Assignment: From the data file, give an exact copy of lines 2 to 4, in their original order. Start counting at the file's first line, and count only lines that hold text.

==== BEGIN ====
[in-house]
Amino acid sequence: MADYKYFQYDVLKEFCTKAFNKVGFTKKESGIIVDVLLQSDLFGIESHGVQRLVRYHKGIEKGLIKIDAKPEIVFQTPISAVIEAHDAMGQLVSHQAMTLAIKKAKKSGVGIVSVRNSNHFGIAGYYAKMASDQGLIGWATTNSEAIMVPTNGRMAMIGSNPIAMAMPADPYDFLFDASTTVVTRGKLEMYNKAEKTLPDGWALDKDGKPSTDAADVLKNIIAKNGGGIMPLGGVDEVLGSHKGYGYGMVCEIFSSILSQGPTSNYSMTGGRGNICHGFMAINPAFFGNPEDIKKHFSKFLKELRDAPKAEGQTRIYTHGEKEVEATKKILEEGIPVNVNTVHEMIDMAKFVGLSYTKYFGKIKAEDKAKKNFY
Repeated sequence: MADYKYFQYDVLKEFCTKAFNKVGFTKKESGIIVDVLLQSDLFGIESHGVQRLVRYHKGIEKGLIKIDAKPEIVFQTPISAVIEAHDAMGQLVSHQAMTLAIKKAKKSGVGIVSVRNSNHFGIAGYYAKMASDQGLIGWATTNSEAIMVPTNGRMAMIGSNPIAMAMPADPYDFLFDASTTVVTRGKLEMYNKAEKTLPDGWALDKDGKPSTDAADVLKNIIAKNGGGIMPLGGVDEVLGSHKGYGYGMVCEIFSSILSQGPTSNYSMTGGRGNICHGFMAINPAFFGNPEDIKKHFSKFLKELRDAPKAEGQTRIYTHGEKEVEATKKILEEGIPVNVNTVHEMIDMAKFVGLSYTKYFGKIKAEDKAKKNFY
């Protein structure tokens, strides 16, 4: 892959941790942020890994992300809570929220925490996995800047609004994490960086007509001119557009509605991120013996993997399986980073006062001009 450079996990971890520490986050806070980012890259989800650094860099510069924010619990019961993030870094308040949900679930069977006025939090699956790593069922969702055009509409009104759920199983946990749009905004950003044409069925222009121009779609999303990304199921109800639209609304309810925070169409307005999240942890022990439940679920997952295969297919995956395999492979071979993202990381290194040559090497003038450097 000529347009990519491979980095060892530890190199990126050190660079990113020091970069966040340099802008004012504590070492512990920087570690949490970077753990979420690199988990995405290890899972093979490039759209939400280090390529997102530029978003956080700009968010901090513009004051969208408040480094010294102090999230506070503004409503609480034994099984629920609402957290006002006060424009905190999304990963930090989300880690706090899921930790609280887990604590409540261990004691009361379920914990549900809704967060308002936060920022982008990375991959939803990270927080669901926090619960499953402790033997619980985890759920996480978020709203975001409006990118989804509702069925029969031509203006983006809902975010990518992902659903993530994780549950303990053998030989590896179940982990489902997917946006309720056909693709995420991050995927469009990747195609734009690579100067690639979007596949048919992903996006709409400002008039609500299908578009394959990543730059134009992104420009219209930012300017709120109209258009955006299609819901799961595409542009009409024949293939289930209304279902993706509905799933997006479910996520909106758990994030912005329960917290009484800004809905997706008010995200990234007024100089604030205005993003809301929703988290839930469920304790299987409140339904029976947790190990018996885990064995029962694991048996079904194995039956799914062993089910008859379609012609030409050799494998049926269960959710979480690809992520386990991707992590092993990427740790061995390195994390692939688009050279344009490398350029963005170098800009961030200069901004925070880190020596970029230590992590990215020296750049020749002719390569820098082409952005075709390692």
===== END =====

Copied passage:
Amino acid sequence: MADYKYFQYDVLKEFCTKAFNKVGFTKKESGIIVDVLLQSDLFGIESHGVQRLVRYHKGIEKGLIKIDAKPEIVFQTPISAVIEAHDAMGQLVSHQAMTLAIKKAKKSGVGIVSVRNSNHFGIAGYYAKMASDQGLIGWATTNSEAIMVPTNGRMAMIGSNPIAMAMPADPYDFLFDASTTVVTRGKLEMYNKAEKTLPDGWALDKDGKPSTDAADVLKNIIAKNGGGIMPLGGVDEVLGSHKGYGYGMVCEIFSSILSQGPTSNYSMTGGRGNICHGFMAINPAFFGNPEDIKKHFSKFLKELRDAPKAEGQTRIYTHGEKEVEATKKILEEGIPVNVNTVHEMIDMAKFVGLSYTKYFGKIKAEDKAKKNFY
Repeated sequence: MADYKYFQYDVLKEFCTKAFNKVGFTKKESGIIVDVLLQSDLFGIESHGVQRLVRYHKGIEKGLIKIDAKPEIVFQTPISAVIEAHDAMGQLVSHQAMTLAIKKAKKSGVGIVSVRNSNHFGIAGYYAKMASDQGLIGWATTNSEAIMVPTNGRMAMIGSNPIAMAMPADPYDFLFDASTTVVTRGKLEMYNKAEKTLPDGWALDKDGKPSTDAADVLKNIIAKNGGGIMPLGGVDEVLGSHKGYGYGMVCEIFSSILSQGPTSNYSMTGGRGNICHGFMAINPAFFGNPEDIKKHFSKFLKELRDAPKAEGQTRIYTHGEKEVEATKKILEEGIPVNVNTVHEMIDMAKFVGLSYTKYFGKIKAEDKAKKNFY
């Protein structure tokens, strides 16, 4: 892959941790942020890994992300809570929220925490996995800047609004994490960086007509001119557009509605991120013996993997399986980073006062001009 450079996990971890520490986050806070980012890259989800650094860099510069924010619990019961993030870094308040949900679930069977006025939090699956790593069922969702055009509409009104759920199983946990749009905004950003044409069925222009121009779609999303990304199921109800639209609304309810925070169409307005999240942890022990439940679920997952295969297919995956395999492979071979993202990381290194040559090497003038450097 000529347009990519491979980095060892530890190199990126050190660079990113020091970069966040340099802008004012504590070492512990920087570690949490970077753990979420690199988990995405290890899972093979490039759209939400280090390529997102530029978003956080700009968010901090513009004051969208408040480094010294102090999230506070503004409503609480034994099984629920609402957290006002006060424009905190999304990963930090989300880690706090899921930790609280887990604590409540261990004691009361379920914990549900809704967060308002936060920022982008990375991959939803990270927080669901926090619960499953402790033997619980985890759920996480978020709203975001409006990118989804509702069925029969031509203006983006809902975010990518992902659903993530994780549950303990053998030989590896179940982990489902997917946006309720056909693709995420991050995927469009990747195609734009690579100067690639979007596949048919992903996006709409400002008039609500299908578009394959990543730059134009992104420009219209930012300017709120109209258009955006299609819901799961595409542009009409024949293939289930209304279902993706509905799933997006479910996520909106758990994030912005329960917290009484800004809905997706008010995200990234007024100089604030205005993003809301929703988290839930469920304790299987409140339904029976947790190990018996885990064995029962694991048996079904194995039956799914062993089910008859379609012609030409050799494998049926269960959710979480690809992520386990991707992590092993990427740790061995390195994390692939688009050279344009490398350029963005170098800009961030200069901004925070880190020596970029230590992590990215020296750049020749002719390569820098082409952005075709390692």